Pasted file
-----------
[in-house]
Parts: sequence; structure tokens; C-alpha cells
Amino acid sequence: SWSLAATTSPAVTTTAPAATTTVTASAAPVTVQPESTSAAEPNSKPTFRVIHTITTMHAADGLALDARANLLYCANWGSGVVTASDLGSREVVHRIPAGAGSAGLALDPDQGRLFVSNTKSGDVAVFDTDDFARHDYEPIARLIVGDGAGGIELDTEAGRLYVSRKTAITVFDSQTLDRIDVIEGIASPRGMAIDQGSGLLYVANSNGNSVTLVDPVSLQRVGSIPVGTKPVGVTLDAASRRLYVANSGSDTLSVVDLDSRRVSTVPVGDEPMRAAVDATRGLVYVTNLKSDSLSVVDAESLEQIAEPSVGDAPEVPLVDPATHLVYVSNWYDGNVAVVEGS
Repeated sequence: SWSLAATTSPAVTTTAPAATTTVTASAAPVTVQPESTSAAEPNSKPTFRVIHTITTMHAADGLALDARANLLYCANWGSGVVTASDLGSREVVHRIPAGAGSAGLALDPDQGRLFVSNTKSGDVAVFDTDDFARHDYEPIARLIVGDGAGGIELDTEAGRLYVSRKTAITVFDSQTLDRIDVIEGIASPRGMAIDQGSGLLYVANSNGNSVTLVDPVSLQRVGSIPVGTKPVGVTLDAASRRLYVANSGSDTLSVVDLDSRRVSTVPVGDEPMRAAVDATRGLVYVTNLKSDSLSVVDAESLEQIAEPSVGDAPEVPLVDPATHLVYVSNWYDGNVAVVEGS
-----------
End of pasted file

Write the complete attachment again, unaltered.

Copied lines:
[in-house]
Parts: sequence; structure tokens; C-alpha cells
Amino acid sequence: SWSLAATTSPAVTTTAPAATTTVTASAAPVTVQPESTSAAEPNSKPTFRVIHTITTMHAADGLALDARANLLYCANWGSGVVTASDLGSREVVHRIPAGAGSAGLALDPDQGRLFVSNTKSGDVAVFDTDDFARHDYEPIARLIVGDGAGGIELDTEAGRLYVSRKTAITVFDSQTLDRIDVIEGIASPRGMAIDQGSGLLYVANSNGNSVTLVDPVSLQRVGSIPVGTKPVGVTLDAASRRLYVANSGSDTLSVVDLDSRRVSTVPVGDEPMRAAVDATRGLVYVTNLKSDSLSVVDAESLEQIAEPSVGDAPEVPLVDPATHLVYVSNWYDGNVAVVEGS
Repeated sequence: SWSLAATTSPAVTTTAPAATTTVTASAAPVTVQPESTSAAEPNSKPTFRVIHTITTMHAADGLALDARANLLYCANWGSGVVTASDLGSREVVHRIPAGAGSAGLALDPDQGRLFVSNTKSGDVAVFDTDDFARHDYEPIARLIVGDGAGGIELDTEAGRLYVSRKTAITVFDSQTLDRIDVIEGIASPRGMAIDQGSGLLYVANSNGNSVTLVDPVSLQRVGSIPVGTKPVGVTLDAASRRLYVANSGSDTLSVVDLDSRRVSTVPVGDEPMRAAVDATRGLVYVTNLKSDSLSVVDAESLEQIAEPSVGDAPEVPLVDPATHLVYVSNWYDGNVAVVEGS